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出版社:塔克、 努南 清华大学出版社 (2009-05出版)
出版日期:2009-5
ISBN:9787302198062
作者:Allen Tucker,Robert Noonan
页数:590页

章节摘录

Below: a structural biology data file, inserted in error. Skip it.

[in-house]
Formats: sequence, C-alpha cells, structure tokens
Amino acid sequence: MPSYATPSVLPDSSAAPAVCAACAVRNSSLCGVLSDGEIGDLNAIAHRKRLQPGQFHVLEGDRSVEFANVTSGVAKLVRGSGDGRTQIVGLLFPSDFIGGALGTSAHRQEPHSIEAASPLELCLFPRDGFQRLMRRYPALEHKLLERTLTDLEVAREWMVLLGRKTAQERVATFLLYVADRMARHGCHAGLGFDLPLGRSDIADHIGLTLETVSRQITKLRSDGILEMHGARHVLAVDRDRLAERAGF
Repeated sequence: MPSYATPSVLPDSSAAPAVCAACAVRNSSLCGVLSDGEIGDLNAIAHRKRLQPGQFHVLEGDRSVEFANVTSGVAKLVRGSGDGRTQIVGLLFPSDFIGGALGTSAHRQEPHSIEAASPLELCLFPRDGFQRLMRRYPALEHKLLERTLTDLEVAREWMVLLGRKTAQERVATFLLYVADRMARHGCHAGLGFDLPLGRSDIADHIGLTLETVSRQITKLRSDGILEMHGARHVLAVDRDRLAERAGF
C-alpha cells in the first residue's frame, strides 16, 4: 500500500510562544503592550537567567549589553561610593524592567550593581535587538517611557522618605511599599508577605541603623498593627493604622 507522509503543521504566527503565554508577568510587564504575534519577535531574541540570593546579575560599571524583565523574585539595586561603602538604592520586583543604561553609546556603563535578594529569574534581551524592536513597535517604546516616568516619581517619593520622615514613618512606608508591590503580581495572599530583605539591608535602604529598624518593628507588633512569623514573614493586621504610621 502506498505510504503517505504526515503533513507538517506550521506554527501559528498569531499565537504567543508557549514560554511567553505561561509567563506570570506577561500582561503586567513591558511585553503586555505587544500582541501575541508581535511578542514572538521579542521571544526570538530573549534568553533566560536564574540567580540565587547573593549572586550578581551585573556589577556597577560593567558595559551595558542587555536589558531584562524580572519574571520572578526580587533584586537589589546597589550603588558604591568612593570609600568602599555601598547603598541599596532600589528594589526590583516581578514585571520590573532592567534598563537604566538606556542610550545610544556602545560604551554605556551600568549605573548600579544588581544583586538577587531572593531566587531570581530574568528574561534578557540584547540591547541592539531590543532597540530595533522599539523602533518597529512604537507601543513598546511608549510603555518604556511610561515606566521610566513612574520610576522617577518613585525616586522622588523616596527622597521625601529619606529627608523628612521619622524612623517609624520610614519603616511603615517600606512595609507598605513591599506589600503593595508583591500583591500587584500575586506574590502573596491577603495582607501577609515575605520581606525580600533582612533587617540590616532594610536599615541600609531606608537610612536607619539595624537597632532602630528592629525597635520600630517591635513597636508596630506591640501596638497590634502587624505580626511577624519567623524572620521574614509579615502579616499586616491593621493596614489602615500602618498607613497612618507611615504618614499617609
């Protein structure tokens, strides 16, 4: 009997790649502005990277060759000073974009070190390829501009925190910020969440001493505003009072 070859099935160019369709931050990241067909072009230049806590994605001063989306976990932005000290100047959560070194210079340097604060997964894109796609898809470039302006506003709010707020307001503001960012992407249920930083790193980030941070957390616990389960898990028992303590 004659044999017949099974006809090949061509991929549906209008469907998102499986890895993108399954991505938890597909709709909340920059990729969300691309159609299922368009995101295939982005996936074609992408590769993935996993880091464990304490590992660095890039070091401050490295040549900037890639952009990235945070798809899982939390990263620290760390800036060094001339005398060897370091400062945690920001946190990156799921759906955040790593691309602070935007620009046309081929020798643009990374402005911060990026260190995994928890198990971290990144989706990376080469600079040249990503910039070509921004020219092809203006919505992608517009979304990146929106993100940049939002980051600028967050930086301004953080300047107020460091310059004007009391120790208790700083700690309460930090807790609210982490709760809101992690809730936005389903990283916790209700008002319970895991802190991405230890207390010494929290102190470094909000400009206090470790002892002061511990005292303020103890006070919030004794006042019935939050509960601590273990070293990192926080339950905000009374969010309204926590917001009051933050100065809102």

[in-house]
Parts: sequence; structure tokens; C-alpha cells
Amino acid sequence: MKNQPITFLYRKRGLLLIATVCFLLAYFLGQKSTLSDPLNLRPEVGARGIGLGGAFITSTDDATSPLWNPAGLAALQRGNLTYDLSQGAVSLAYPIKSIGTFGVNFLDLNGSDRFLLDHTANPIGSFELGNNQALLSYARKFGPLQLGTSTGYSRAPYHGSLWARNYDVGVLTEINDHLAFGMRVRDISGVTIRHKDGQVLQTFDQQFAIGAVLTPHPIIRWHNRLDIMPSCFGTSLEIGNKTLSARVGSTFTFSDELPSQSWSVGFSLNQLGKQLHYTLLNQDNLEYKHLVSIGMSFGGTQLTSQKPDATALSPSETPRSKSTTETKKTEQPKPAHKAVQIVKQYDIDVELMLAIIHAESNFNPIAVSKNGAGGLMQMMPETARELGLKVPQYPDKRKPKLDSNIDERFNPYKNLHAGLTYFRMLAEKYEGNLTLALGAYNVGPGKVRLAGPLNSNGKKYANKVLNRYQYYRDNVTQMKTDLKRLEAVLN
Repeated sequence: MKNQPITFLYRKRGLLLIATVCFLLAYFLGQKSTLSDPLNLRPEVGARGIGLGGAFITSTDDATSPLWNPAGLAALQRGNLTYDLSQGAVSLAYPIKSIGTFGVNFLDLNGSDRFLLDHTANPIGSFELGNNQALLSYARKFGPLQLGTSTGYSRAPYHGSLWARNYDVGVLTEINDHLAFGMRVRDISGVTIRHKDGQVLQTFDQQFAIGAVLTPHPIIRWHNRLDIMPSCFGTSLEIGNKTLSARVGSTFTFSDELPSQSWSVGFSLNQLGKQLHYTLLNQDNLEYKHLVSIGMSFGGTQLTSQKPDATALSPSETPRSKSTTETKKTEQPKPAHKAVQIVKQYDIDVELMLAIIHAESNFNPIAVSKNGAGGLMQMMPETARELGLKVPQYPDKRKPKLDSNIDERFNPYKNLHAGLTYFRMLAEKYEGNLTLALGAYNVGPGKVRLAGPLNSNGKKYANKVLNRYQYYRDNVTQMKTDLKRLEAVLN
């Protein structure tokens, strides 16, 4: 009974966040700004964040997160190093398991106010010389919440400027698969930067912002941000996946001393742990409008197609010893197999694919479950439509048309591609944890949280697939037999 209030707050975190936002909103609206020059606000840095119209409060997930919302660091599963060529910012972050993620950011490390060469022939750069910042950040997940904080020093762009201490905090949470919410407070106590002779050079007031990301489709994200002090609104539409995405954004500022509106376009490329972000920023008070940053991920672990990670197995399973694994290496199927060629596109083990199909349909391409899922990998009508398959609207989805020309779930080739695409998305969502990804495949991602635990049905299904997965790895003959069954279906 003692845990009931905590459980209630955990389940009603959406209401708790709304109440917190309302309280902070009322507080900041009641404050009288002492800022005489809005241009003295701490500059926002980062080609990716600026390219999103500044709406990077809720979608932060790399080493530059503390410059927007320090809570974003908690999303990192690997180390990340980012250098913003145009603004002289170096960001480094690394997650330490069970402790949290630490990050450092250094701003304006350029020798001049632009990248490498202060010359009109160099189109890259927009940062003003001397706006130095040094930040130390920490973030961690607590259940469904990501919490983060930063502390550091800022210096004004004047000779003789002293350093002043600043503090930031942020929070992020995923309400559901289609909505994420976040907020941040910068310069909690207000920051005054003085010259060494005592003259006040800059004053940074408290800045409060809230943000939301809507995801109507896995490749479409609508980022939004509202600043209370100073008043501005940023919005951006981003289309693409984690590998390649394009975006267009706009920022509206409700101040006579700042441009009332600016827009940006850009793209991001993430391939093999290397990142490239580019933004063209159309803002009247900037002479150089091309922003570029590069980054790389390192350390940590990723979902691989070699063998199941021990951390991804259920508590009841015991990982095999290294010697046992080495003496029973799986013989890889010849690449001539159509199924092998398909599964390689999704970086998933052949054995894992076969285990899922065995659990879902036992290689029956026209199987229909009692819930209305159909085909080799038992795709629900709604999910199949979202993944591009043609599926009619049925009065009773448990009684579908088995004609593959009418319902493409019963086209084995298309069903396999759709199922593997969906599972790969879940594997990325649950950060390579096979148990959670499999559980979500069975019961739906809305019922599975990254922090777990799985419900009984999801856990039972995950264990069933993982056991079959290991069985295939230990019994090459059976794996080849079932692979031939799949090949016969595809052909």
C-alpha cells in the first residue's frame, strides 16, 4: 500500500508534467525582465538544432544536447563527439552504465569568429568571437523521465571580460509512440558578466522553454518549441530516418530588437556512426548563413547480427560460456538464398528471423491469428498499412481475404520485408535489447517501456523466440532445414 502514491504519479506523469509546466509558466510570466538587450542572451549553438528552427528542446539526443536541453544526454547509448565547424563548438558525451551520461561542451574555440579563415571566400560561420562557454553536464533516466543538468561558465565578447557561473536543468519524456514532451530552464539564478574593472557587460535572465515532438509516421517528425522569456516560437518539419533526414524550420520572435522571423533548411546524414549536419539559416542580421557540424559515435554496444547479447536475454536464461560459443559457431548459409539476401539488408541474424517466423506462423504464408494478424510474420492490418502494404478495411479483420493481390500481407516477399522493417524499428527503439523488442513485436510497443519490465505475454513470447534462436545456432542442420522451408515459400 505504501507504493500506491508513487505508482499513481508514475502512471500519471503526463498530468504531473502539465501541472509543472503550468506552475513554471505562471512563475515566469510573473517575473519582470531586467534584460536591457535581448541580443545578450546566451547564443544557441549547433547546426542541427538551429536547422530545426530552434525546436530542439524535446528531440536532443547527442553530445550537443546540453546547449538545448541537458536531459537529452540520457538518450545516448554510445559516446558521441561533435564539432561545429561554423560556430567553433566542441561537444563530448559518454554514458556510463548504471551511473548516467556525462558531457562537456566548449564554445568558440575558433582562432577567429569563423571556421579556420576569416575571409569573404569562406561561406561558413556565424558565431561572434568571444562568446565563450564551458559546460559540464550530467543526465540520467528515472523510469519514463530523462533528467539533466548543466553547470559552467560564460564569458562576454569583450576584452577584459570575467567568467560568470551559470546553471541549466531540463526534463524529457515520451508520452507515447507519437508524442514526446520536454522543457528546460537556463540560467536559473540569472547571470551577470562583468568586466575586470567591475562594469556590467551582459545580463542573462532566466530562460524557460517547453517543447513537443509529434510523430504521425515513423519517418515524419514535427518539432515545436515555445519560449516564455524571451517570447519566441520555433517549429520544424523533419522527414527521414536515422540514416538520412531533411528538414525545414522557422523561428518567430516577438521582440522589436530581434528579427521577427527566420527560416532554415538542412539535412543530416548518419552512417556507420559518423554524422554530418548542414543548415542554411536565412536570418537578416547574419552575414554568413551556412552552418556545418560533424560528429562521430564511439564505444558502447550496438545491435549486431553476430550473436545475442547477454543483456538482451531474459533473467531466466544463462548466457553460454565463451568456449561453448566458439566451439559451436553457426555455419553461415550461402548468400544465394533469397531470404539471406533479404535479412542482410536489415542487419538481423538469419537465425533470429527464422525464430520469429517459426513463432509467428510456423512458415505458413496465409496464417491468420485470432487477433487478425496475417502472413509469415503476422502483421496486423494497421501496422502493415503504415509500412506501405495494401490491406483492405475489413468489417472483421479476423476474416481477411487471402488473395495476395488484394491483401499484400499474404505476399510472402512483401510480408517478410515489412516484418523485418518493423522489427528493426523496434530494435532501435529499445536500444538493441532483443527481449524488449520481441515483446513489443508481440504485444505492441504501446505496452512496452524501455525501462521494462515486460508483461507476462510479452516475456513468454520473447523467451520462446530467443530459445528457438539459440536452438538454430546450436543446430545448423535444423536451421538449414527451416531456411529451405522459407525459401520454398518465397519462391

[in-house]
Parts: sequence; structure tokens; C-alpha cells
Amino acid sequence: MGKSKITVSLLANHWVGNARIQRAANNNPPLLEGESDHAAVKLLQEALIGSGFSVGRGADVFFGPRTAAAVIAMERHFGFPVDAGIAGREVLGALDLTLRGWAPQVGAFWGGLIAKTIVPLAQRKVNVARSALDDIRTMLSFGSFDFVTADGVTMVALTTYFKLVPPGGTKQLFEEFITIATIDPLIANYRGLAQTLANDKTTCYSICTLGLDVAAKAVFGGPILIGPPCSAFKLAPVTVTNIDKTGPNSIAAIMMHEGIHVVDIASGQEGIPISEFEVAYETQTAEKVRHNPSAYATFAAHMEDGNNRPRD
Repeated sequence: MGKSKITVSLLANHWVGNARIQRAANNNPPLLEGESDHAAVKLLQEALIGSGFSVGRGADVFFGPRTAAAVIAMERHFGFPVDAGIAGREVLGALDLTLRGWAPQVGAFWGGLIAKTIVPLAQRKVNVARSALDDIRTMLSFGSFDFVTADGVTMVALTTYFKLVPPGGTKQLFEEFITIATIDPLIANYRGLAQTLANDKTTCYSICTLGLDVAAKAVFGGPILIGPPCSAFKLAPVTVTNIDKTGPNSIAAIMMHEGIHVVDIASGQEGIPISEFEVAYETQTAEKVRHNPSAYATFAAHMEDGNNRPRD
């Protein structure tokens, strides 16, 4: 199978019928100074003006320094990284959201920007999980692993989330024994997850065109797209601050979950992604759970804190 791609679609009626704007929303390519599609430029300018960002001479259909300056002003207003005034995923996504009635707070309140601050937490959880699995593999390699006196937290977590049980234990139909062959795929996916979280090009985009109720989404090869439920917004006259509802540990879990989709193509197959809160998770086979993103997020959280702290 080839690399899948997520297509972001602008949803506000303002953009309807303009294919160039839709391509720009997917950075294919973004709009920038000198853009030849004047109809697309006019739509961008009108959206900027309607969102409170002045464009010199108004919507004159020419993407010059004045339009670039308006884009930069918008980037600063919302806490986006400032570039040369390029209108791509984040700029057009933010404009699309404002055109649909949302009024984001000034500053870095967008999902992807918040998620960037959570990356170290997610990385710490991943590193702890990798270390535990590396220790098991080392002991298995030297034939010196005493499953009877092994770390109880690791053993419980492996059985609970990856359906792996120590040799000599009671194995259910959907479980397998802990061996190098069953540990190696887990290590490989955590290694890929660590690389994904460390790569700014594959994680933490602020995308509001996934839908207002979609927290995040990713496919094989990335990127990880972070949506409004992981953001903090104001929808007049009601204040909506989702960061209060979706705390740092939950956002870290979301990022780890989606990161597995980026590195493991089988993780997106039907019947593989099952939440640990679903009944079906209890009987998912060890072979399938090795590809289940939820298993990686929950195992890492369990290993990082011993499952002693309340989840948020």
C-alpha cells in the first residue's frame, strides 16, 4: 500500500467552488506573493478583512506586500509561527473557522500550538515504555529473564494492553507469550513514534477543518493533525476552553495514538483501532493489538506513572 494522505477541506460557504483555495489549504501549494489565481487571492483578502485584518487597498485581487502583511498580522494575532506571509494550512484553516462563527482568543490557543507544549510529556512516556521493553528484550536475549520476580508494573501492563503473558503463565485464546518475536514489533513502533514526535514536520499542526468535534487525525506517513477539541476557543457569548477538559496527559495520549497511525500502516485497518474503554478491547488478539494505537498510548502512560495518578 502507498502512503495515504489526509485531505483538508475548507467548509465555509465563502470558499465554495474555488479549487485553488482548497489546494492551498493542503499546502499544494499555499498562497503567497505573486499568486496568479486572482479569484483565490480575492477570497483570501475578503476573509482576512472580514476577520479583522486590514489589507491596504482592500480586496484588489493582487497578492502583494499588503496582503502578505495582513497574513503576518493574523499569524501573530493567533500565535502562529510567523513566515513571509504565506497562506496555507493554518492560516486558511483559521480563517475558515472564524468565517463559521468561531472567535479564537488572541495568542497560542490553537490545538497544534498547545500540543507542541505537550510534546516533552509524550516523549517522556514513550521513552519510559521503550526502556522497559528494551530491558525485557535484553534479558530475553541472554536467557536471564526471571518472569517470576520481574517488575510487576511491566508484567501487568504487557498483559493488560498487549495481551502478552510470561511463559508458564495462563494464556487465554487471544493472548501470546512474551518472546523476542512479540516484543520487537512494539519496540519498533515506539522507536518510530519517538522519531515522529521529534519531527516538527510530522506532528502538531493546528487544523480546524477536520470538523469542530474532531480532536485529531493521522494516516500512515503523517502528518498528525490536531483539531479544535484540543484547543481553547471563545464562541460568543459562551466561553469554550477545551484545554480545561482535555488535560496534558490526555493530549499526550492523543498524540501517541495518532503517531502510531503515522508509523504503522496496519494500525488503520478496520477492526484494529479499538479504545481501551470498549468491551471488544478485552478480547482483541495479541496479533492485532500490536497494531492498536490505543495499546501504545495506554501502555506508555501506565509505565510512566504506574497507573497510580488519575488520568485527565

插图:Definition:A context-free grammar has a set of productions P,a set of terminal symbols T and a set of nonterminal symbols N,one of which,S,is distinguished as the start symbo1.Definition:AgrammarproductionhastheformA一∞whereAisanonterminal symbol and cois a stringofnonterminalandterminal symbols.One form of context-free grammar,called Backus-Naur Form(BNF for short)hasbeen widely used to define the syntax of programming languages.2.1.1 Backus-Naur Form(BNF)GrammarsIn 1960,BNF was adapted from Chomsky,s theory by John Backus and Peter Naur to express a formal syntactic definition for the programming language Algol[Naur(ed.), 1963].Like many texts, we use the term BNF grammar as a synonym for context free grammar.For a more complete discussion of the differences between the two,see Observation(P.26).Aproductionis aruleforrewritingthatcanbeappliedtoa stringofsymbolscalleda sententialform.Aproduction is interpreted as follows:the nonterminalA can be replaced by in a sententialform.The symbol A is often called the left-handside,whilethe string is called the right.hand side of the production.In BNF grammars,the sets of terminaland nonterminal symbols are disjoint.  When a BNF grammar is used for defining programming language syntax,the nonterminals N identify the language’s grammatical categories like Identifier,Inte。ger,Expression,Statement,and Program.The start symbol S identifies the principal grammatical category being defined by the grammar(typically Program),and is usually defined in the first production.The terminal symbols T form the basic alphabet from which programs are constructed.To illustrate these ideas,here is a pair of productions that defines the syntax of the grammatical category binaryDigit:binaryDigit-0binaryDigit-1This pair defines a binaryDigit as either 0 or 1,but nothing else.The nonterminal sym-bols are all the symbols that appear on the left-hand side of at least one production.For the above grammar,binaryDigit is the only nonterminal.The terminal symbols are a11 the other symbols that appear in the productions;for the above grammar,0 and 1 arethe terminal symbols.When a series ofproductions all have the same nonterminal symbol on their left-hand sides,they may be combined into a single production.For example,the above two productions can be abbreviated by:binaryDigit一0In this case.the alternatives are separated by a vertical bar(I),which literally means“or,”so the interpretation remains the same as the original pair of productions.In this example,both the fight arrow and vertical bar are metasymbols,whichare symbols that are part of the metalanguage and are not part of the language being defined.